By Phil Fraser from WhichBingo.
Last week, WhichBingo UK exclusively revealed the total TV advertising spends of online bingo sites in 2008, according to Nielsen Media Research. The news that that online bingo sites spent over £7million in 2008 on TV advertising says a lot about the industry.
With almost 250 different online bingo sites in the UK*, the competition for players’ hearts and minds has become more intense and this trend is set to continue.
Leading the spending in 2008 was Foxy Bingo with more than £2.25m spent on TV advertising. The ubiquitous purple-suited Fox seemed to be omnipresent during the summer. The second largest spend was on the launch of Tombola, the erstwhile supplier of The Sun’s online bingo game until they went it alone. They spent in excess of £1.75m. Two other sites spent more than £1/2m each; Think Bingo spent more than £750k and Party Bingo spent in excess of £640k. The full list of TV advertisers was completed by eleven more online bingo sites who between them spent a further £1.7m.
So, with £7,106,284 (to be exact) being spent on what is a mass medium marketing tool, what does this tell us about the industry? Well it tells us that… …Online Bingo is no longer the ‘next big thing’ in online gaming. It is now a fully fledged sector of online gaming, and probably the one that’s making most ‘noise’ at the moment.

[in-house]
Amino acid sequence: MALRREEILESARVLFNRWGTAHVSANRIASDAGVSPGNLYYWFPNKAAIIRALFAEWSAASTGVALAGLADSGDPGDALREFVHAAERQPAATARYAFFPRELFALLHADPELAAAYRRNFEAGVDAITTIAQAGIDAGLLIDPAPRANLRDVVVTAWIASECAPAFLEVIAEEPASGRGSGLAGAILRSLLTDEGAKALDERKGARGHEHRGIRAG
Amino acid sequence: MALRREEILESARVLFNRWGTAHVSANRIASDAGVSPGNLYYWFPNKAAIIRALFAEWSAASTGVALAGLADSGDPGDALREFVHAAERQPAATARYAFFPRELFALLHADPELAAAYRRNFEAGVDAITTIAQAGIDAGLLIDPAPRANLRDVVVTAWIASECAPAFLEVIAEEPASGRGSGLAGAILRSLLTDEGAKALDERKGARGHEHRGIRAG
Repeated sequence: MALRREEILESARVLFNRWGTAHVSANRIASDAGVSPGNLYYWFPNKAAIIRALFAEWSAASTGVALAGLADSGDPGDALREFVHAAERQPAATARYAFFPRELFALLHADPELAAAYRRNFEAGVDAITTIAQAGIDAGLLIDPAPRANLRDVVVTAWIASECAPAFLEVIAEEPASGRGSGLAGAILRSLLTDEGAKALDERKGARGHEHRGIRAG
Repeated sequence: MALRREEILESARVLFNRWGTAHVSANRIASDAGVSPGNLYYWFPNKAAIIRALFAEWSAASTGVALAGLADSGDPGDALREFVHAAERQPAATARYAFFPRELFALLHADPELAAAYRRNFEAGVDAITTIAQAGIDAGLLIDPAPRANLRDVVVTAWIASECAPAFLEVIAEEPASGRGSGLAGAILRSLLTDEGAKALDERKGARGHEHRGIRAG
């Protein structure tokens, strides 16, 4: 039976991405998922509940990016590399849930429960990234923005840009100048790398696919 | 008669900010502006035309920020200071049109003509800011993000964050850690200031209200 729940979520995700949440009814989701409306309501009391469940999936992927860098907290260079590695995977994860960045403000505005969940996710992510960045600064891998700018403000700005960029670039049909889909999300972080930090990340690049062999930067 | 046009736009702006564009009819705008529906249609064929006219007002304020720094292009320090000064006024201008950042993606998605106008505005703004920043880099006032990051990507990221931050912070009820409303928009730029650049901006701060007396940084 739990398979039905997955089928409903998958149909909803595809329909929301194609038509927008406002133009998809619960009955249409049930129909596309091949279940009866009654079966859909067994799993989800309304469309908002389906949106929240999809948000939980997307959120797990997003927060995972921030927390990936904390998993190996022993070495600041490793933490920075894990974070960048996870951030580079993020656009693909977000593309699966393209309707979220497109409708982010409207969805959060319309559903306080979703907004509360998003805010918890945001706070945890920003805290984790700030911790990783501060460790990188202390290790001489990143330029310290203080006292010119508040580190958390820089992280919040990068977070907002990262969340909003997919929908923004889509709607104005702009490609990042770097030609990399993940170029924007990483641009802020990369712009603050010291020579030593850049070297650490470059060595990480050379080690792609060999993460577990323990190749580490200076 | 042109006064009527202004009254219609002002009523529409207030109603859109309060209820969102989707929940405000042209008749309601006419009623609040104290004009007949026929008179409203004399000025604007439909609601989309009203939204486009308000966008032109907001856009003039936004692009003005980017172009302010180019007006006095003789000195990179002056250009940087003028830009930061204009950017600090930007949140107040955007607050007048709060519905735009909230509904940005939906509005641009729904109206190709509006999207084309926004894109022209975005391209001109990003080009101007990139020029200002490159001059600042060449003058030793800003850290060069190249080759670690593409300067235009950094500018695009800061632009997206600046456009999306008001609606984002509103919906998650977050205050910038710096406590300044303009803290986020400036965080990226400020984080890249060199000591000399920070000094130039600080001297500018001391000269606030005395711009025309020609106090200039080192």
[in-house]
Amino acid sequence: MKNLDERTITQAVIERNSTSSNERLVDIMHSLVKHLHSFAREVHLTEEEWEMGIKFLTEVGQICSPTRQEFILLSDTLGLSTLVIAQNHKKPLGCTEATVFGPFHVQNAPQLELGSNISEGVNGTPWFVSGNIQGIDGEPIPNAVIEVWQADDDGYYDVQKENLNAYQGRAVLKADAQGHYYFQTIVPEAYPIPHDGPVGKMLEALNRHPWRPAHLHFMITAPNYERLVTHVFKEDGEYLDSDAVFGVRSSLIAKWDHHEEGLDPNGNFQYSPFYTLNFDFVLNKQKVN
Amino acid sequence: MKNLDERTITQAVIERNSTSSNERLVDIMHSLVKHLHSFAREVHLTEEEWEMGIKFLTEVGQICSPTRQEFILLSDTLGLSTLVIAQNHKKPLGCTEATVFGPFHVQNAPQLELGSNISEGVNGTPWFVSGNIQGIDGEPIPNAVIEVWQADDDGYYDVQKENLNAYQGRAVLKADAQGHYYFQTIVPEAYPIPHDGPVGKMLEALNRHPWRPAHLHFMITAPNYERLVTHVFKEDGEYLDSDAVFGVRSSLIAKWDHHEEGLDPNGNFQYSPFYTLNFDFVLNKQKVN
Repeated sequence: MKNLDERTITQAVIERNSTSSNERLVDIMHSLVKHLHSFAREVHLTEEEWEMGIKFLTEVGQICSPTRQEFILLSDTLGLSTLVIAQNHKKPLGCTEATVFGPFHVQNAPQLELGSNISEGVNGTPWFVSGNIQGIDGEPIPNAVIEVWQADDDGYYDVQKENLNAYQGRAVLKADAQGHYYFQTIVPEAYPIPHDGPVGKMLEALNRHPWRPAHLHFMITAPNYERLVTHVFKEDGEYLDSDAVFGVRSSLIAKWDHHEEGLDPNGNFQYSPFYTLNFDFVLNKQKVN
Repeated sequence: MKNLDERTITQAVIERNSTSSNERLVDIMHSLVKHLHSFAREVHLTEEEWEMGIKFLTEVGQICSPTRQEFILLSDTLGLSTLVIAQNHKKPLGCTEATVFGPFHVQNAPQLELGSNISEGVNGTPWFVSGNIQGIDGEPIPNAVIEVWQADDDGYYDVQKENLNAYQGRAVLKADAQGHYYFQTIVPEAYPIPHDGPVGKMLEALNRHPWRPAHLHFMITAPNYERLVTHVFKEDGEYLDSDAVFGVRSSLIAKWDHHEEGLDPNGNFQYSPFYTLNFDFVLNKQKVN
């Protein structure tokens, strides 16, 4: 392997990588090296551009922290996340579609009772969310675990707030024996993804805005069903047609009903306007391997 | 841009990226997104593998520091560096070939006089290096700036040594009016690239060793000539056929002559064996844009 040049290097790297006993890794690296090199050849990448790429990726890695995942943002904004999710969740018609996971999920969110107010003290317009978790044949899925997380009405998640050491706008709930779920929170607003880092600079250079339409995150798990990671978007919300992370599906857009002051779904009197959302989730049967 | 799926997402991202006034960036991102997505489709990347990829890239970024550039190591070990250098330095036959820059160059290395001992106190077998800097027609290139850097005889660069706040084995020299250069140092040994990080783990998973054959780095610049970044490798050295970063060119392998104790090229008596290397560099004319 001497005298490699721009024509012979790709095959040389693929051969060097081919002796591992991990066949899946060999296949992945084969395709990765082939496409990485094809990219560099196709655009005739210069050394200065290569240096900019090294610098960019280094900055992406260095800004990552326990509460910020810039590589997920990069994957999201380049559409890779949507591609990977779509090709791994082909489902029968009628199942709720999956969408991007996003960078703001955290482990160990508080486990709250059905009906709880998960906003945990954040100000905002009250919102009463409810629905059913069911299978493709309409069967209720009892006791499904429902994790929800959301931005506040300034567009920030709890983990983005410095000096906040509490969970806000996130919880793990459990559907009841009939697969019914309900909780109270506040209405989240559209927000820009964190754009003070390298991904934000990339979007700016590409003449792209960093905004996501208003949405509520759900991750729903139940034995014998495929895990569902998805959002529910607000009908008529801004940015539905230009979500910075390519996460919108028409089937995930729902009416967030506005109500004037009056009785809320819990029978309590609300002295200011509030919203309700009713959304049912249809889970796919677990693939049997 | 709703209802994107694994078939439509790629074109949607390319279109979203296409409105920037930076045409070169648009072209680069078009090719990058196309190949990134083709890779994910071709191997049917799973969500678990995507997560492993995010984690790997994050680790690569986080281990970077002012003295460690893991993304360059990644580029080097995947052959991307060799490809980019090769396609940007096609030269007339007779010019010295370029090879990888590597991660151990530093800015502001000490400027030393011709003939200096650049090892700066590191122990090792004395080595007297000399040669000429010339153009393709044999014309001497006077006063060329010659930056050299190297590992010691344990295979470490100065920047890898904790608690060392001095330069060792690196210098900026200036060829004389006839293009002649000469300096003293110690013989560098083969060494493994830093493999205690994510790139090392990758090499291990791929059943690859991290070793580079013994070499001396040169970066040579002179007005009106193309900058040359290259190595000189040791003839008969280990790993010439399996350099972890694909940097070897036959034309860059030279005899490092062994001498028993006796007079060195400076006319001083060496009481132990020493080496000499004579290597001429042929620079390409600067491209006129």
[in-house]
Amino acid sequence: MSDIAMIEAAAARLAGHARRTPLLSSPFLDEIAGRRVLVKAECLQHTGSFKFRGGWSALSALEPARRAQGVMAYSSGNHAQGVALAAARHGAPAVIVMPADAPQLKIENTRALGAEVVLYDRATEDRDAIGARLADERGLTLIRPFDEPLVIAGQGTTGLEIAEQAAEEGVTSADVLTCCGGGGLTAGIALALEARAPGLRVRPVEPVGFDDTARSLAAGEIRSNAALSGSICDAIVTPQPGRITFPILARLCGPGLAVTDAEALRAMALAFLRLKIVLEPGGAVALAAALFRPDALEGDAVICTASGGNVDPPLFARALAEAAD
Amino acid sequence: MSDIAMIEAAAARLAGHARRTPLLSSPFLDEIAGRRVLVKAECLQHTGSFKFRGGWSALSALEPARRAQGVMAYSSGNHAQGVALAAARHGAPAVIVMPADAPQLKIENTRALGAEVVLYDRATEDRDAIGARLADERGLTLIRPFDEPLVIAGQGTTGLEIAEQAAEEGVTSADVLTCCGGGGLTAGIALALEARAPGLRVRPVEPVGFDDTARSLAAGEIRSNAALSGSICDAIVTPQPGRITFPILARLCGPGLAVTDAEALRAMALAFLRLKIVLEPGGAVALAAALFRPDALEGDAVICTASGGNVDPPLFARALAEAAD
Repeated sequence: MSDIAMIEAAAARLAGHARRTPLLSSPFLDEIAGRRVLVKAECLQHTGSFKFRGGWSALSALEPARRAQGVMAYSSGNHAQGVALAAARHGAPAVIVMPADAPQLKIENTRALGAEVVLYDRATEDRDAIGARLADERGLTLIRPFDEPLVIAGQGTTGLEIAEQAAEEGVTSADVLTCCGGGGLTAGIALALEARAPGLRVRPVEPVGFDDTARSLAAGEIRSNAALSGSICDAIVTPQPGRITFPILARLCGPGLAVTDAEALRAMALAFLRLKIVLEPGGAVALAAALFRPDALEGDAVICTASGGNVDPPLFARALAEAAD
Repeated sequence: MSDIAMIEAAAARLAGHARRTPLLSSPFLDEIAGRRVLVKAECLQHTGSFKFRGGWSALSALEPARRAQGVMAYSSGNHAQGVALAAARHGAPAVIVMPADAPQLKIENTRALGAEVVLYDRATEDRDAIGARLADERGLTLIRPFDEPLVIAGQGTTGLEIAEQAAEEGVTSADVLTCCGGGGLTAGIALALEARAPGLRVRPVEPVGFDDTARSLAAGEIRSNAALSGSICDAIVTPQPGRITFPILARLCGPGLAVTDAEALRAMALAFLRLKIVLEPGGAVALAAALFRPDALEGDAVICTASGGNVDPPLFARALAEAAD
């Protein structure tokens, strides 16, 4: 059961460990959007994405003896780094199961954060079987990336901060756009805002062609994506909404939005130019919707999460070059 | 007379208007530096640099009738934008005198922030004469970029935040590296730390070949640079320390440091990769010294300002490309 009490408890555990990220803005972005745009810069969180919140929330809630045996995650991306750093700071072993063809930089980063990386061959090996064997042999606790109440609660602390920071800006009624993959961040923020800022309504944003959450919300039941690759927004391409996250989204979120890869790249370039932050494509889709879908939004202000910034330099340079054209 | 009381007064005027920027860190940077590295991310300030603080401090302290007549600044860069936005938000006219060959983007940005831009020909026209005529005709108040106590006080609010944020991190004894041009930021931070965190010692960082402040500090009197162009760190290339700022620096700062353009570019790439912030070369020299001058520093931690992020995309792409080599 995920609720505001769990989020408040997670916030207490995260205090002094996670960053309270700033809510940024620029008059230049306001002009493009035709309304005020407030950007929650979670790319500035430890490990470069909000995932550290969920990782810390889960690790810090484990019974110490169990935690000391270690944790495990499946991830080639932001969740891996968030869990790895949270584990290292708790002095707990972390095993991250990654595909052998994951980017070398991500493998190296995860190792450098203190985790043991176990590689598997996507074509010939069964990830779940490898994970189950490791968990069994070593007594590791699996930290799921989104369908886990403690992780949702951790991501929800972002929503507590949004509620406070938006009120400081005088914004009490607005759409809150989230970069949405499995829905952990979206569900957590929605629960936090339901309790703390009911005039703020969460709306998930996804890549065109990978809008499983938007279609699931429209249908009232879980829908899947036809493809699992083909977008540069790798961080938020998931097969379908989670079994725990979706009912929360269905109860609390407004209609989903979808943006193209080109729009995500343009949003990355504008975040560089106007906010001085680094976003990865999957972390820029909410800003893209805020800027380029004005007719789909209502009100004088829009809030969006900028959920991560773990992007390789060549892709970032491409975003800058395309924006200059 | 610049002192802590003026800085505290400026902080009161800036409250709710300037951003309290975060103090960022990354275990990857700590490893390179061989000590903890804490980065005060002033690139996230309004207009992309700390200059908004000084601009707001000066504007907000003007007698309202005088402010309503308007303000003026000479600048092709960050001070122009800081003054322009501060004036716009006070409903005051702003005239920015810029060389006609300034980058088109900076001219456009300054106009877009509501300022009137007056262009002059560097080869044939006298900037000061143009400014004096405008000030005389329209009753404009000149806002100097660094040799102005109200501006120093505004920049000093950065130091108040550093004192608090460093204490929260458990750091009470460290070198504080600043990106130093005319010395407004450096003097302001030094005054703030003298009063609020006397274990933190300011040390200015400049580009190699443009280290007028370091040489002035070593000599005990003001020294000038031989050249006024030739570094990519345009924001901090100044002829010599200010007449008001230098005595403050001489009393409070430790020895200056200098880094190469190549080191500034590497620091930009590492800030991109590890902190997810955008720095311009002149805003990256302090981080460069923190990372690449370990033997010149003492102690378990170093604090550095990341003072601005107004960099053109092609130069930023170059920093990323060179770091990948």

These figures also tell us that Online Bingo is very much ‘big business’. Two of the top seven spends were on new launches (Tombola & Coffee Talk Bingo from the Mail). For brands to now feel that their launch must include TV on the ad schedule means that Online Bingo is very much up there competing with other more mainstream entertainment for customer expenditure.
To compete at the top table of the sector TV is now seen as a ‘must’, or at least that’s what 15 sites believed in 2008. The trend has already continued in 2009 with the first quarter of the year seeing almost wall-to-wall bingo advertising on all our TV channels, both terrestrial and digital. There’s also TV sponsorship from WilliamHill Bingo, Foxy Bingo, Wink Bingo and Think Bingo.
But how does an industry that was weaned on the direct correlation between banner click and pound spent cope with the ‘untrackability ‘(is that a word??) of TV? The question remains ‘does it work’? And what is it’s role in the marketing mix? Has it now become a case of ‘Keeping up with The Joneses’? Is it argued away that ‘we need to be seen to be there’? Is it sold to the decision makers as ‘brand building’ (often marketing’s ‘Emperor’s New Clothes’)?
I am certain that the total spend according to Nielsen Media Research for 2009 will be a lot more than the £7million of 2008, but the question remains does it work? It may well do so, and I have been told by a number of those listed that it does indeed. If it does work then of course those TV spenders will be back with even bigger spends in 2009, along with the new advertisers.
* according to the WhichBingo UK Directory.